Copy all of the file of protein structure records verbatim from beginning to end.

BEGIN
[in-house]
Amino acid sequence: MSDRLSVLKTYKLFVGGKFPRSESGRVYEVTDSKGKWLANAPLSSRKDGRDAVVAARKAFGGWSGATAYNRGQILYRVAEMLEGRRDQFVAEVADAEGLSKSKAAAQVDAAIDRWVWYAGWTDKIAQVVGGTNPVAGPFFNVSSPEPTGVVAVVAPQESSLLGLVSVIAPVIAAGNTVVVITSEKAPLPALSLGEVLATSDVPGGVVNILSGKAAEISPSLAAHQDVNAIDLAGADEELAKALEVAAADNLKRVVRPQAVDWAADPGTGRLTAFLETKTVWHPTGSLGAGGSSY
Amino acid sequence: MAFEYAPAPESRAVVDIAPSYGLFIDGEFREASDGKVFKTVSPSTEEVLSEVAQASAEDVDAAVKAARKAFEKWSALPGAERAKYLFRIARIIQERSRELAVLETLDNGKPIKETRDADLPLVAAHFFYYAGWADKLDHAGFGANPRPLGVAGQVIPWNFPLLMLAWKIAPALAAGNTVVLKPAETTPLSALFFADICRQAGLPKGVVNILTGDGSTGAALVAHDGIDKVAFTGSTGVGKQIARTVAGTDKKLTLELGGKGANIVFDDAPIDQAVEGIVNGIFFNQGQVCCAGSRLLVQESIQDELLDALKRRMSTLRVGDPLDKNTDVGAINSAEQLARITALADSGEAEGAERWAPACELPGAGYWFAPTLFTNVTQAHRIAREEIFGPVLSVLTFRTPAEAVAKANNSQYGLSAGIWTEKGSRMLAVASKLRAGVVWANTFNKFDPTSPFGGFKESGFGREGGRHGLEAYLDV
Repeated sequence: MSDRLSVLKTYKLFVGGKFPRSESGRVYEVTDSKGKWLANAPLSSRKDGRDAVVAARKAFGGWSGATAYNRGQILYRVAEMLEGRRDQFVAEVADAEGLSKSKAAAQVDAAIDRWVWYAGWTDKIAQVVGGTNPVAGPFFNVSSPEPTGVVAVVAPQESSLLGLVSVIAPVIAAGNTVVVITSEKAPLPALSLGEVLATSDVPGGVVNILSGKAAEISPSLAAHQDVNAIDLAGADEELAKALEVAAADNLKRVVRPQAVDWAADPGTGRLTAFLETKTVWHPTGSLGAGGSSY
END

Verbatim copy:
[in-house]
Amino acid sequence: MSDRLSVLKTYKLFVGGKFPRSESGRVYEVTDSKGKWLANAPLSSRKDGRDAVVAARKAFGGWSGATAYNRGQILYRVAEMLEGRRDQFVAEVADAEGLSKSKAAAQVDAAIDRWVWYAGWTDKIAQVVGGTNPVAGPFFNVSSPEPTGVVAVVAPQESSLLGLVSVIAPVIAAGNTVVVITSEKAPLPALSLGEVLATSDVPGGVVNILSGKAAEISPSLAAHQDVNAIDLAGADEELAKALEVAAADNLKRVVRPQAVDWAADPGTGRLTAFLETKTVWHPTGSLGAGGSSY
Amino acid sequence: MAFEYAPAPESRAVVDIAPSYGLFIDGEFREASDGKVFKTVSPSTEEVLSEVAQASAEDVDAAVKAARKAFEKWSALPGAERAKYLFRIARIIQERSRELAVLETLDNGKPIKETRDADLPLVAAHFFYYAGWADKLDHAGFGANPRPLGVAGQVIPWNFPLLMLAWKIAPALAAGNTVVLKPAETTPLSALFFADICRQAGLPKGVVNILTGDGSTGAALVAHDGIDKVAFTGSTGVGKQIARTVAGTDKKLTLELGGKGANIVFDDAPIDQAVEGIVNGIFFNQGQVCCAGSRLLVQESIQDELLDALKRRMSTLRVGDPLDKNTDVGAINSAEQLARITALADSGEAEGAERWAPACELPGAGYWFAPTLFTNVTQAHRIAREEIFGPVLSVLTFRTPAEAVAKANNSQYGLSAGIWTEKGSRMLAVASKLRAGVVWANTFNKFDPTSPFGGFKESGFGREGGRHGLEAYLDV
Repeated sequence: MSDRLSVLKTYKLFVGGKFPRSESGRVYEVTDSKGKWLANAPLSSRKDGRDAVVAARKAFGGWSGATAYNRGQILYRVAEMLEGRRDQFVAEVADAEGLSKSKAAAQVDAAIDRWVWYAGWTDKIAQVVGGTNPVAGPFFNVSSPEPTGVVAVVAPQESSLLGLVSVIAPVIAAGNTVVVITSEKAPLPALSLGEVLATSDVPGGVVNILSGKAAEISPSLAAHQDVNAIDLAGADEELAKALEVAAADNLKRVVRPQAVDWAADPGTGRLTAFLETKTVWHPTGSLGAGGSSY